If you want to get your own reality show you better master the art of interview.  Interviews can sometimes make up 80 percent of the content in a reality show, and if you don’t conduct them properly, you will be in big trouble when you come to post-production.  The innate thought is that interviews are casual and conversational, but this could not be further from the truth.  All great interviews end in short, concise ‘sound bites’ that help tell the story.  If you're hired to produce the sound bites in your reality show, you will be the one responsible for attaining these answers.  A great interviewer is able to make the cast member energetic in front of camera, while also keeping their answers short and concise.

Conducting a reality show interview

Attaining a great interview requires trust from your cast member.  Trust that you will not steer them wrongfully, and trust that you have vision for your project.  You need to come prepared and know the responses before you dare to think up the question.  It sounds a little backwards, but it is effective.  As a reality show producer you are literally the writer of the show, and you don't want to give that up to a cast member.  They are the talent, you are the writer!  Start with your answers, then figure out the question around it.  Your cast will appreciate that they don't have to use their brain, and merely have to put on the show.  

Once you have your answers you can try forming them into questions.  You want to use the same vernacular in your question that you want in your answer.  For instance, you want Bob to say, "Kim was a royal piece of work today, we would have won if it wasn't for her."  The question would be, "Wow, Bob, Kim was a royal piece of work today wasn't she?  Do you think you should have won?"  It seems obvious, but planting the seed with what you want to hear really helps your cast members catch your drift.  If they drift off into something totally different, simply tell them exactly what you want to hear and have them deliver it verbatim or in their own voice.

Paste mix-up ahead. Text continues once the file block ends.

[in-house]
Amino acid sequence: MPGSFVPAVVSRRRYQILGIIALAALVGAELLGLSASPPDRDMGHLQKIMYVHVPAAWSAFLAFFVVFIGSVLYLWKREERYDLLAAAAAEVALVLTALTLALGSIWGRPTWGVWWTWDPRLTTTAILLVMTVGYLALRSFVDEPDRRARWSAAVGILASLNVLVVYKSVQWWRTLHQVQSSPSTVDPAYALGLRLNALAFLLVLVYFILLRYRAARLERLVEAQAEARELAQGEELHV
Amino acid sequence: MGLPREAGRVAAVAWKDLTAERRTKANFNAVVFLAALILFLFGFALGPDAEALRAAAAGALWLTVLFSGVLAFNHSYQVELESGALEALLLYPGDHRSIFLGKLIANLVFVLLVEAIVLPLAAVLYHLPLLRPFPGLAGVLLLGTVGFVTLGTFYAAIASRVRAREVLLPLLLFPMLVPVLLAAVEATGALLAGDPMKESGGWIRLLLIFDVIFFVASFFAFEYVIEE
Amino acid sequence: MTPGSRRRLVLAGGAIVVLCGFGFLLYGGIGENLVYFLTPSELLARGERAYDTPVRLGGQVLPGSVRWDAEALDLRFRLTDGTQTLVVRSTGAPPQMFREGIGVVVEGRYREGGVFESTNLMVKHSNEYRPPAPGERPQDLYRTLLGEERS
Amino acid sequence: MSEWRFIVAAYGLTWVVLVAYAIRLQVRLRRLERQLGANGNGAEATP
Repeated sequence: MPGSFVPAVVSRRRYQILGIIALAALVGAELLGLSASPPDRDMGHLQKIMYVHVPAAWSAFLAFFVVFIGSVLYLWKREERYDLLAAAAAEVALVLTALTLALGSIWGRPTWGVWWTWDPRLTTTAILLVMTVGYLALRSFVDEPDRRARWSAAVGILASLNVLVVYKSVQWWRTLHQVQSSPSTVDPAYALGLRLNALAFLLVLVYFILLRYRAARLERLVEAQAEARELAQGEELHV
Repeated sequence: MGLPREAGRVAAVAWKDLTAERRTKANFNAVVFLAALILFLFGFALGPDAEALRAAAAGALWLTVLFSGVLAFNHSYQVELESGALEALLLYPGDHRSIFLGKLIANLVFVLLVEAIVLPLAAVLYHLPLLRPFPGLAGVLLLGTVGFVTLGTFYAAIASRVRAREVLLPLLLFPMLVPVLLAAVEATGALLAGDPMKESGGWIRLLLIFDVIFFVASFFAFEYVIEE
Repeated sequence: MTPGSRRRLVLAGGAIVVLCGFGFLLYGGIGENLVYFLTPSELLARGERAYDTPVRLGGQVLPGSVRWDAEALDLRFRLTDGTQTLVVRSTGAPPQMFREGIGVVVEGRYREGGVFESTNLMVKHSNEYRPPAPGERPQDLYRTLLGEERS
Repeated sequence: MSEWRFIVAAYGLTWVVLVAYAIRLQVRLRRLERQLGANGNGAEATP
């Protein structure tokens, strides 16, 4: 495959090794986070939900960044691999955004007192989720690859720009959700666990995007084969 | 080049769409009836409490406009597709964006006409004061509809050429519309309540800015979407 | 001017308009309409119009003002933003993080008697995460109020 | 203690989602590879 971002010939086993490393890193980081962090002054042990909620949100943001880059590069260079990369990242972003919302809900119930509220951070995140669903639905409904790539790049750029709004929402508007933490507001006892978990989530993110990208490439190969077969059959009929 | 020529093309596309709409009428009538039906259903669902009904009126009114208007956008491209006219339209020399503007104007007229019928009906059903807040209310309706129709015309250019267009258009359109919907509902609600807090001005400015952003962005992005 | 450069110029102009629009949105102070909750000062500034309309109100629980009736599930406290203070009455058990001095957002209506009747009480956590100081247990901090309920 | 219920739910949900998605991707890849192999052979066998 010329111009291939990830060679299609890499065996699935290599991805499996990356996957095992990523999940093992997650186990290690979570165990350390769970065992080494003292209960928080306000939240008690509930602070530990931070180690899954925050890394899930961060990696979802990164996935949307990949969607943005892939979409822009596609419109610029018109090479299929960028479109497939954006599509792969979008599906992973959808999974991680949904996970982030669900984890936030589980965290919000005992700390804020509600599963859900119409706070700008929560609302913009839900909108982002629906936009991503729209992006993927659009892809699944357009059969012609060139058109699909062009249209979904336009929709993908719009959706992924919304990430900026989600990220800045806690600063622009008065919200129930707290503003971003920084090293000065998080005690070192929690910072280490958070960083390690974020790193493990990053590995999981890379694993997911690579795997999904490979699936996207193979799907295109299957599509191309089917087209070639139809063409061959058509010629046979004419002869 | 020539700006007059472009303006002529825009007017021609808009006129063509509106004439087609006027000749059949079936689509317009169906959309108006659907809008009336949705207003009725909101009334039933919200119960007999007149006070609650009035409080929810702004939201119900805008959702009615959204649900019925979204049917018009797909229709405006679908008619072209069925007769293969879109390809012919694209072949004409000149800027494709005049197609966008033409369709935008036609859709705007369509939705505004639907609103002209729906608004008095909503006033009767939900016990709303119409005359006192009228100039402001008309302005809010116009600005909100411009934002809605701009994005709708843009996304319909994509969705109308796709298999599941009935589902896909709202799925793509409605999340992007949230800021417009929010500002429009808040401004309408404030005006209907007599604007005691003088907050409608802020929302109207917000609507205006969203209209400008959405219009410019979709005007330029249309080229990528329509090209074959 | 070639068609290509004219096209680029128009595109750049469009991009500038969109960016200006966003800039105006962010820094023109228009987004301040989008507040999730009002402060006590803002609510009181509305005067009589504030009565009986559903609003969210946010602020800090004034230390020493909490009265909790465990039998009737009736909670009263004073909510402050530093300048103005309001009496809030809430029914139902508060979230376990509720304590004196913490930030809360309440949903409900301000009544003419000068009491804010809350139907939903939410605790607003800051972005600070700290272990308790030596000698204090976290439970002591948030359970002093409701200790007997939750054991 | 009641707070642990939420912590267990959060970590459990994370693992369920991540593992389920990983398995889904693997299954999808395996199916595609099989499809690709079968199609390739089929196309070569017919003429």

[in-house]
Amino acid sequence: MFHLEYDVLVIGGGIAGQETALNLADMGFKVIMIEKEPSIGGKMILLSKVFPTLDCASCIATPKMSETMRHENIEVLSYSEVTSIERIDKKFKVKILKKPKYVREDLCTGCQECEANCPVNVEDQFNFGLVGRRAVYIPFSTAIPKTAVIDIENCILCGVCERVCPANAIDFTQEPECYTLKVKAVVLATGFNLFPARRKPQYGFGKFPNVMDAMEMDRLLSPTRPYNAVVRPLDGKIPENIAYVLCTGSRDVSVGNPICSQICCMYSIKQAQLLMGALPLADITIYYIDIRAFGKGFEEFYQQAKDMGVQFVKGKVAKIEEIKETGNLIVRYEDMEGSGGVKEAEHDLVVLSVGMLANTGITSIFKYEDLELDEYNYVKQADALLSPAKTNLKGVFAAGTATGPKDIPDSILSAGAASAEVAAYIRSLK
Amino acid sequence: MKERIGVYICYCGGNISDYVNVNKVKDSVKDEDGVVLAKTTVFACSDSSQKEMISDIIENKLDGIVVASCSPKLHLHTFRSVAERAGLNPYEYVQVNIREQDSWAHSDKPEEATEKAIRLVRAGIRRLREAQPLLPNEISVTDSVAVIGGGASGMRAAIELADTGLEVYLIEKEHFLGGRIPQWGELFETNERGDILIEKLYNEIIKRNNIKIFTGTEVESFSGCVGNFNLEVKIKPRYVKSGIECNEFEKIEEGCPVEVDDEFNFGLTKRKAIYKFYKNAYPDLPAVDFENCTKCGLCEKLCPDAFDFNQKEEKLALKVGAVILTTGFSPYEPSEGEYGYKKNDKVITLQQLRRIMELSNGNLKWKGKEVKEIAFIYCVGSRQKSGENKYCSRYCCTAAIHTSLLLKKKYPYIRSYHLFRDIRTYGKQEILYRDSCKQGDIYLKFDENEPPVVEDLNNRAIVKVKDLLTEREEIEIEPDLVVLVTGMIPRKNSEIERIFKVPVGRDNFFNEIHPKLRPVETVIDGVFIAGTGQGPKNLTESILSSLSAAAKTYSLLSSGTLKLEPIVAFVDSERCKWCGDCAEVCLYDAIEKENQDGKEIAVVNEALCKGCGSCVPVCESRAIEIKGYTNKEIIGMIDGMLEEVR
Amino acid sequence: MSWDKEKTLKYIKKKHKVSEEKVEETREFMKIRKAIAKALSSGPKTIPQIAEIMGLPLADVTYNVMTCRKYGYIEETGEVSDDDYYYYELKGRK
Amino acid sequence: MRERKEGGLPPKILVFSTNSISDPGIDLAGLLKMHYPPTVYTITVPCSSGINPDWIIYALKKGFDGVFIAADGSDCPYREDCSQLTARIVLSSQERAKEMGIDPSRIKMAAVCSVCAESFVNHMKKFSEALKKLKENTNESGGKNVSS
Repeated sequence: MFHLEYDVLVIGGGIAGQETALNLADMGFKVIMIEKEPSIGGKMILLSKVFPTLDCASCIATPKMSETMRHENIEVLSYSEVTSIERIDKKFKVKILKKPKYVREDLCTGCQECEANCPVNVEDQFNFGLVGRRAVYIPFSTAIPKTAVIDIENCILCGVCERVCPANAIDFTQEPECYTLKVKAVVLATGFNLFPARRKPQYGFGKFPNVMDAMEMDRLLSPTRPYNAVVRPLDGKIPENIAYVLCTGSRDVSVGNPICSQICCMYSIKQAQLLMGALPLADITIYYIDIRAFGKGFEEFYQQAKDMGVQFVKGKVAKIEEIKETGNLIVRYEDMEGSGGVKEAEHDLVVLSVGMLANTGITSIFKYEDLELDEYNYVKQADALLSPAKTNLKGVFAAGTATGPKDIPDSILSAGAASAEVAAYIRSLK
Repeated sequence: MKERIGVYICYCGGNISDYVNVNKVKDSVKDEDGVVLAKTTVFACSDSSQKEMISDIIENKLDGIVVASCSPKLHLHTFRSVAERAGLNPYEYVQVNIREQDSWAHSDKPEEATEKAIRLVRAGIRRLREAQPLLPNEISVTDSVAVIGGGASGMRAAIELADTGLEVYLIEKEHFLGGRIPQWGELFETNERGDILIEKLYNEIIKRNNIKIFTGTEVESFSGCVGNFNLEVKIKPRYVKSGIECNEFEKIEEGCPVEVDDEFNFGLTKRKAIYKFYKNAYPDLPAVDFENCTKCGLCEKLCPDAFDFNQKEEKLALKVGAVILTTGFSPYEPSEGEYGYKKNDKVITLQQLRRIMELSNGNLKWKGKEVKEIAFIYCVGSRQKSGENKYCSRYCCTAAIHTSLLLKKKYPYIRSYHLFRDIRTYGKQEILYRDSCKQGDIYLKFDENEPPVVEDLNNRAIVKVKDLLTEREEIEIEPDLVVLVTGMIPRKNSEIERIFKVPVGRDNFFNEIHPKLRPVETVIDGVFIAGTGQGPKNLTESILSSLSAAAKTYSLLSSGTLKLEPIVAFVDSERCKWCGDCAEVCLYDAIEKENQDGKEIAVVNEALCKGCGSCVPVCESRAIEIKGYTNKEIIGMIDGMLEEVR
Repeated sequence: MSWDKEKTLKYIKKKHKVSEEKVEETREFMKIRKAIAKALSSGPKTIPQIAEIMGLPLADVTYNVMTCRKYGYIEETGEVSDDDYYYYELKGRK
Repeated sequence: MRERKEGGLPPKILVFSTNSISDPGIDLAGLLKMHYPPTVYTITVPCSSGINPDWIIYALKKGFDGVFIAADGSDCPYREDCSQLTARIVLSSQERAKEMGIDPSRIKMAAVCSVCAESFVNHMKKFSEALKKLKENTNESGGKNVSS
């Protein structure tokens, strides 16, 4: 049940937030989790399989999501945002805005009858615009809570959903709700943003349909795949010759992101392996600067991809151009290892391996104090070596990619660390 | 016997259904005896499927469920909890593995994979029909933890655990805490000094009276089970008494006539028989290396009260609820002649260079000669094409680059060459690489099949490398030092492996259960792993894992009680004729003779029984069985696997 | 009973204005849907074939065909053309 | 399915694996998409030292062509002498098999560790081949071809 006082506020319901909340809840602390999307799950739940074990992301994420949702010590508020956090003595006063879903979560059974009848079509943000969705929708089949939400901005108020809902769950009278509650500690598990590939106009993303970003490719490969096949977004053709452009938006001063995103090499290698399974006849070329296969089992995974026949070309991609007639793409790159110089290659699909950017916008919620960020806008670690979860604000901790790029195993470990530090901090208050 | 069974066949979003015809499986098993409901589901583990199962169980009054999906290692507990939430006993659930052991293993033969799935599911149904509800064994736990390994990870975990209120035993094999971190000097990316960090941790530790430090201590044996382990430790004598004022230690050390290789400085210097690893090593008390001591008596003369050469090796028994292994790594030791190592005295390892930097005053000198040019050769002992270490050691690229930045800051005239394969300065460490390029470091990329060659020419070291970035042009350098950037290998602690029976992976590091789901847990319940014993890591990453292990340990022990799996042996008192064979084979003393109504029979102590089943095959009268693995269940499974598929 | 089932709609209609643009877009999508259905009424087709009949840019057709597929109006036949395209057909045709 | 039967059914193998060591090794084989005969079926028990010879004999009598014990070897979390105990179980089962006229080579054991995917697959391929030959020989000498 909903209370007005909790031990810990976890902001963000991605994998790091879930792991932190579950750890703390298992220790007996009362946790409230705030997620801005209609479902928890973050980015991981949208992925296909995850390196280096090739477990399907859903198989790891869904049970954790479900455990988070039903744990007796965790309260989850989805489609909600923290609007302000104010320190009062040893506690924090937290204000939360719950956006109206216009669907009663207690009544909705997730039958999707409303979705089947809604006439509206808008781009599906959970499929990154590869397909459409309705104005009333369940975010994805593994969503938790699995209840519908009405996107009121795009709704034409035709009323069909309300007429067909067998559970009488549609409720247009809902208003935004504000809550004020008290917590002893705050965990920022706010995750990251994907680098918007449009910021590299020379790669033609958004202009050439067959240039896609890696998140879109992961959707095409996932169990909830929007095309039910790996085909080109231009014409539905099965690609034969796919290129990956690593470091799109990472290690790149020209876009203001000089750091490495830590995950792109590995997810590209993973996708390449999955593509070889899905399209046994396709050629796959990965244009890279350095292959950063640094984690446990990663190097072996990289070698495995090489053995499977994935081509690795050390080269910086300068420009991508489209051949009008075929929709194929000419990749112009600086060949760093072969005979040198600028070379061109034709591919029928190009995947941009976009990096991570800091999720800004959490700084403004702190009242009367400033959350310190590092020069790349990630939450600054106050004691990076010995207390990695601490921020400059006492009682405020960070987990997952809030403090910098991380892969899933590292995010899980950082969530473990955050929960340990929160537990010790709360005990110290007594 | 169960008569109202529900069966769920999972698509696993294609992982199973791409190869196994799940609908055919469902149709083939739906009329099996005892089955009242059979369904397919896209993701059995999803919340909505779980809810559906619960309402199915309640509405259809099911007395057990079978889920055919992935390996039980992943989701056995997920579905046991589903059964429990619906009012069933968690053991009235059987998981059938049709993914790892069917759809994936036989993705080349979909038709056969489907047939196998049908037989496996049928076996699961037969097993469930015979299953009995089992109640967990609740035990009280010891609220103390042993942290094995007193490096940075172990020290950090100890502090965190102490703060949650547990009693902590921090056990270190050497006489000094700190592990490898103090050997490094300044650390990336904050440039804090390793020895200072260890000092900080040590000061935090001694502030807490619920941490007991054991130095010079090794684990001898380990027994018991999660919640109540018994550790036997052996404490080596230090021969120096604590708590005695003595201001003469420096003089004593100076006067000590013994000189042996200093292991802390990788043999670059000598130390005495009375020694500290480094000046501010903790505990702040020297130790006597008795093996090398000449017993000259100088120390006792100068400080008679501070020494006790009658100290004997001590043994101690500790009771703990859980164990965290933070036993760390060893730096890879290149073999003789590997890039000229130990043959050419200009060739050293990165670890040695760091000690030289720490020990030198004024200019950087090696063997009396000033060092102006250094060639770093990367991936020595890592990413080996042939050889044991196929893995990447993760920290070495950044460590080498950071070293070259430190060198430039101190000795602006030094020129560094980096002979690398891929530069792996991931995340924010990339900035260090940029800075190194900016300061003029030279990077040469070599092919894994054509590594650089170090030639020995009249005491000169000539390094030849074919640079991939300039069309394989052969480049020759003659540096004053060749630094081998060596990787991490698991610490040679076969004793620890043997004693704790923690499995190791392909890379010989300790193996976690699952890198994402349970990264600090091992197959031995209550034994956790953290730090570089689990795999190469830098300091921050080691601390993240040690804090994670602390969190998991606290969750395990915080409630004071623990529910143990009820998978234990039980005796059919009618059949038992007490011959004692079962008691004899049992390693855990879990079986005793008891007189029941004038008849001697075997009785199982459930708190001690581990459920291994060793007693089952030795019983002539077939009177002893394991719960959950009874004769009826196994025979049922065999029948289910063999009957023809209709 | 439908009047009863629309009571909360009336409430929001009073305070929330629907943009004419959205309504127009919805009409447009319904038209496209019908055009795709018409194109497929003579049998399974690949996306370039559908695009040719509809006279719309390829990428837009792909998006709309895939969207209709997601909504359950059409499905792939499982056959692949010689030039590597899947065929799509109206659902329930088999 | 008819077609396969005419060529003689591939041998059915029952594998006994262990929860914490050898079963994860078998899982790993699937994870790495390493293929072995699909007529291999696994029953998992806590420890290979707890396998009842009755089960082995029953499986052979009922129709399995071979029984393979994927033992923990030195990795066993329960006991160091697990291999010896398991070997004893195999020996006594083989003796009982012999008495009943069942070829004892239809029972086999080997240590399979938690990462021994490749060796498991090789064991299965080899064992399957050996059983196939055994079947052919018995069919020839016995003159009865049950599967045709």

Once you have an idea of what you want your cast members to say, you need to make sure they say it with passion.  In life, most people don't go down the hallways speaking with a highly impactful tone, but in television they do.  Just notice the next time you are watching your favorite show, all the cast members deliver their 'thoughts' with charisma.  This charisma comes naturally for some, but for others it's acquired over time.  Do not be afraid to run a line over and over again until you get the performance you want.  This is the directing part of getting a great interview.  There is a great article called How to Get a Reality Show which emphasizes how important energy is in an interview.  It is the utmost important element in a sound bite.  I would dare to say that it is even more important than the rehearsed line.

The ideas above seem simple in theory, but they definitely take practice.  Getting a great interview is much like writing a story.  Always remember that the story comes first, and you want to learn how to craft it in a compelling way.  If you do your homework before going into an interview, then the rest is simple, you are just there to get the right performances.  Now go out and find your first subject.  There are plenty of people out there who are still looking for their 15 minutes of fame.